So we can’t just put systems in place that have prepared us for the last event. That will only lead to us being surprised and not being able to respond properly to a new event, which will inevitably be different. And yes, China, Vietnam—Asia in general—is an epicenter because of the population size (human, poultry, and pigs), but these events could happen anywhere. I think we need to accept that these events are global—not regional or associated with specific countries. Flu and other viruses can spread around the world in 24 hours by air travel and other means.


In 2011 two teams of scientists announced that they had found a way to make certain flu strains more transmissible between mammals. [5] Fears of bioterrorism or accidental release of a massively destructive virus led them to implement a self-imposed, year-long moratorium on that work. How is that research, which was resumed with new guidelines after the ban was lifted in 2013, informing the response to, and understanding of, the H7N9 strain?

I fully understand why people have had major concerns about that work. My personal view is that the work was essential to do, but the key element is that the work is appropriately regulated and goes on in absolutely secure laboratories. I think it’s crucial that we understand the biological basis for human-to-human transmission of influenza viruses and what drives viruses crossing the species barrier. And I think that can only come as a result of very carefully controlled research, as in these two examples.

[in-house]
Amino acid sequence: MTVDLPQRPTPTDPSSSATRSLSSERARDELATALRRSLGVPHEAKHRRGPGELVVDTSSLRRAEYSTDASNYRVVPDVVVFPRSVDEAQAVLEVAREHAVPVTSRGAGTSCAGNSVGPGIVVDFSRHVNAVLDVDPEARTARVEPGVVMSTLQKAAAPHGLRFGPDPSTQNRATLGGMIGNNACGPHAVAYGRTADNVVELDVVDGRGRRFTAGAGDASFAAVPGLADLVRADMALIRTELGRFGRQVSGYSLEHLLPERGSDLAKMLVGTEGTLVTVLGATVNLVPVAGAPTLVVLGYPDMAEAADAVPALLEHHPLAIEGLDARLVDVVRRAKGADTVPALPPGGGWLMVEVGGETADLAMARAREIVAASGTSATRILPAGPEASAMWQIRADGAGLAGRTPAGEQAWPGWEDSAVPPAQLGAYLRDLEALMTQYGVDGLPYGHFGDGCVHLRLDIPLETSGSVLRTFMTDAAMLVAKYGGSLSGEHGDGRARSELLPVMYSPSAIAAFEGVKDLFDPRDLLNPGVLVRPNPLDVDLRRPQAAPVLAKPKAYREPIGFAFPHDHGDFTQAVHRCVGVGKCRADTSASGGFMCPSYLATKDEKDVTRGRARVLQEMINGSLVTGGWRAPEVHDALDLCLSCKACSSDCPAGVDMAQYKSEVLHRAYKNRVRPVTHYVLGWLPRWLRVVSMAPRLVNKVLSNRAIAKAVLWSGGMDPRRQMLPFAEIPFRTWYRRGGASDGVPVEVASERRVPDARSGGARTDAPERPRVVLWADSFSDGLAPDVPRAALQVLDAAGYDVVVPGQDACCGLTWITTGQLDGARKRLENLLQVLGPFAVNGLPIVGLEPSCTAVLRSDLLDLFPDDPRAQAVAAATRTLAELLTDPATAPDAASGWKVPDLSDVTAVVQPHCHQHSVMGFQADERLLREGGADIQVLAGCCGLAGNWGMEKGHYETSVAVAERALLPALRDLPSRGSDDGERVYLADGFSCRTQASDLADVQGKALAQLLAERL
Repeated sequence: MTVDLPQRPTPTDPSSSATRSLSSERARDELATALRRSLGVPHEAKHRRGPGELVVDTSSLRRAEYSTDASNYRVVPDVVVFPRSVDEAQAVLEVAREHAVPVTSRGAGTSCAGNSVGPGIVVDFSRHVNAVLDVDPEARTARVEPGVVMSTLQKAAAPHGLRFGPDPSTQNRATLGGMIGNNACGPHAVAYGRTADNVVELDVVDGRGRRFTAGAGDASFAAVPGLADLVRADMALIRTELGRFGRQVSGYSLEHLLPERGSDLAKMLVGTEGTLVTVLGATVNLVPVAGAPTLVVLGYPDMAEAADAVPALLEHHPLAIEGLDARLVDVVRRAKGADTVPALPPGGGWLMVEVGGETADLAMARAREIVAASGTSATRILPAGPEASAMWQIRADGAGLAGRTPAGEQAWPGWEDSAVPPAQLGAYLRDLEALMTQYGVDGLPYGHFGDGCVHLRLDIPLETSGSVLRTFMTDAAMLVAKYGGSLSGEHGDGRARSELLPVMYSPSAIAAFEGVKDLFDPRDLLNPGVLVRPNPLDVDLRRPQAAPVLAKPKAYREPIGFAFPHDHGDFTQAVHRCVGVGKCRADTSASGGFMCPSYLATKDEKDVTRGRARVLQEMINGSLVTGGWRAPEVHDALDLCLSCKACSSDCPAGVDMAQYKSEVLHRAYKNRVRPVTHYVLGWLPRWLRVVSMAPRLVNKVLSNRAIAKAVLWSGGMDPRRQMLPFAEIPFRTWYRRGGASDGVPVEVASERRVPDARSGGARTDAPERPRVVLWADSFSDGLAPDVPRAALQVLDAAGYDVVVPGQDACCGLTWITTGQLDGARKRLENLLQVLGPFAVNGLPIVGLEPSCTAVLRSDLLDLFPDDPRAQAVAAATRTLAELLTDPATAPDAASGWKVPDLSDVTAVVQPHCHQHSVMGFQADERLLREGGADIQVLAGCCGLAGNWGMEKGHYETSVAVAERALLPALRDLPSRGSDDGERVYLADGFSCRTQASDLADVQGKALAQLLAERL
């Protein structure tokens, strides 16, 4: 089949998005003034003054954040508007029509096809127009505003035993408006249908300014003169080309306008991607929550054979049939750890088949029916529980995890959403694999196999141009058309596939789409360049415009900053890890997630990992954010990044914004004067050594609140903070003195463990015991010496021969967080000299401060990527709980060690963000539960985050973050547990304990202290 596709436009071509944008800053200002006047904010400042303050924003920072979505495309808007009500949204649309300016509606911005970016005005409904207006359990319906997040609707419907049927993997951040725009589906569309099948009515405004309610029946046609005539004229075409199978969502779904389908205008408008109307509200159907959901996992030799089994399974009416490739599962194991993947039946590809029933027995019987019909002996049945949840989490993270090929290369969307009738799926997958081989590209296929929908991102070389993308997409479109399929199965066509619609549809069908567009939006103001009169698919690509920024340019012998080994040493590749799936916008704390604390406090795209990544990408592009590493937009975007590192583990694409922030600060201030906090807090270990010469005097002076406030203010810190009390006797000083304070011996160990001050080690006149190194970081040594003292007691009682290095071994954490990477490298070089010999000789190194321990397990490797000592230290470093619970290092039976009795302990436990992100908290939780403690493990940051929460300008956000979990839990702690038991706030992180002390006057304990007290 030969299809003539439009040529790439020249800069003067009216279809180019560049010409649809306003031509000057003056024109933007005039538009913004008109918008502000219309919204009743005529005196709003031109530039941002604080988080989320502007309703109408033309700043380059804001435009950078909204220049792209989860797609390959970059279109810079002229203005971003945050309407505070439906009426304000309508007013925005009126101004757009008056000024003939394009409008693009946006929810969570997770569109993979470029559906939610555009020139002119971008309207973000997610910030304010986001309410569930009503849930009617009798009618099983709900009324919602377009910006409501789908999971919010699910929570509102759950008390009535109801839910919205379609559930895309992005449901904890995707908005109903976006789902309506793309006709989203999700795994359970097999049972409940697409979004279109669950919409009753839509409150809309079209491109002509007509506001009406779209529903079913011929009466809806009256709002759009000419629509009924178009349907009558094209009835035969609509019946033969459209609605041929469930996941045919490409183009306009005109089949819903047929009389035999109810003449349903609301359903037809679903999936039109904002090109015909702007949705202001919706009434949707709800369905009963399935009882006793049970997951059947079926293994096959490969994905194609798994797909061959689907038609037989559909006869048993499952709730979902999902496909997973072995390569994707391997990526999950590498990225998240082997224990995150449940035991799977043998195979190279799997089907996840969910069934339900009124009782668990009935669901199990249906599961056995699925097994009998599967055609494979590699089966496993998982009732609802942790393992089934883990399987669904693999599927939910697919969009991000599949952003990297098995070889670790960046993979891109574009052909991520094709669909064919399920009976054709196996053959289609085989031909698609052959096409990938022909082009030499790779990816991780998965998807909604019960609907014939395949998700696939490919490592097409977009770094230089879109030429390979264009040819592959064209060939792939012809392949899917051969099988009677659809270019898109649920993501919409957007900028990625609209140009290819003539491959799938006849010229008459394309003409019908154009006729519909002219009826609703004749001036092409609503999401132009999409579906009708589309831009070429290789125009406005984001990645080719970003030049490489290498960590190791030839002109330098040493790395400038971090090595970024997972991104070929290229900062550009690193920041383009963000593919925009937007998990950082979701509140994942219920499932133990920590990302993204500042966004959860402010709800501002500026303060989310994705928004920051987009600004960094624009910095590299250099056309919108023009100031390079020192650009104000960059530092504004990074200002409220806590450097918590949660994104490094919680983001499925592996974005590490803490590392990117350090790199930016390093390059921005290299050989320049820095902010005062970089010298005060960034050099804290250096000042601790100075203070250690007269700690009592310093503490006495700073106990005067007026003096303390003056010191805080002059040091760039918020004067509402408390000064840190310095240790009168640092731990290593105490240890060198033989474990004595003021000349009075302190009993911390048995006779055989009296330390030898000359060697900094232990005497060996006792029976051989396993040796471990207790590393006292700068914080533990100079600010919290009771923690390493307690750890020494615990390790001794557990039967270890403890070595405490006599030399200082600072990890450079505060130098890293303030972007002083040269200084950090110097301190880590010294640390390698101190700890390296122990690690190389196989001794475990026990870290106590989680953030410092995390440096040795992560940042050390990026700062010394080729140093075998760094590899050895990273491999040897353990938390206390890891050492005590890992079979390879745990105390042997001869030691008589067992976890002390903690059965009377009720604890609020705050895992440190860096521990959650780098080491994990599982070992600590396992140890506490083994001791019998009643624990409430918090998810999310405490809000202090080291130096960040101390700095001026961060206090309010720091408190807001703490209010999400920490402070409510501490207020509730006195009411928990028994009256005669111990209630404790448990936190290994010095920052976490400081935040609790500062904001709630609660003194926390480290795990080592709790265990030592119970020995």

We know so little about influenza and what drives it to cross from a chicken, pig, or duck into a human being, what it is that stops that from happening, and what it is that would lead it to spread from person to person and hence cause an epidemic or pandemic. What I think the research tells us is that a virus does not need to undergo that many changes in order to move from being not passable to passable between mammals. Four or five changes in the animal models used in those two experiments were enough to allow influenza to go between animals. That is important information. If we were to find those mutations occurring in nature and in human cases, then that would raise our concern because it may suggest that those viruses could pass between people in a way that they've not done to date. Of course, these may not be the important mutations in humans, and we should not get fixed just on these mutations. But I think the work was absolutely crucial. We need to communicate with all stakeholders to ensure everyone knows about the work, and we should welcome the debate that takes place. We scientists work within a community, and we need the support of that community in order to do our work.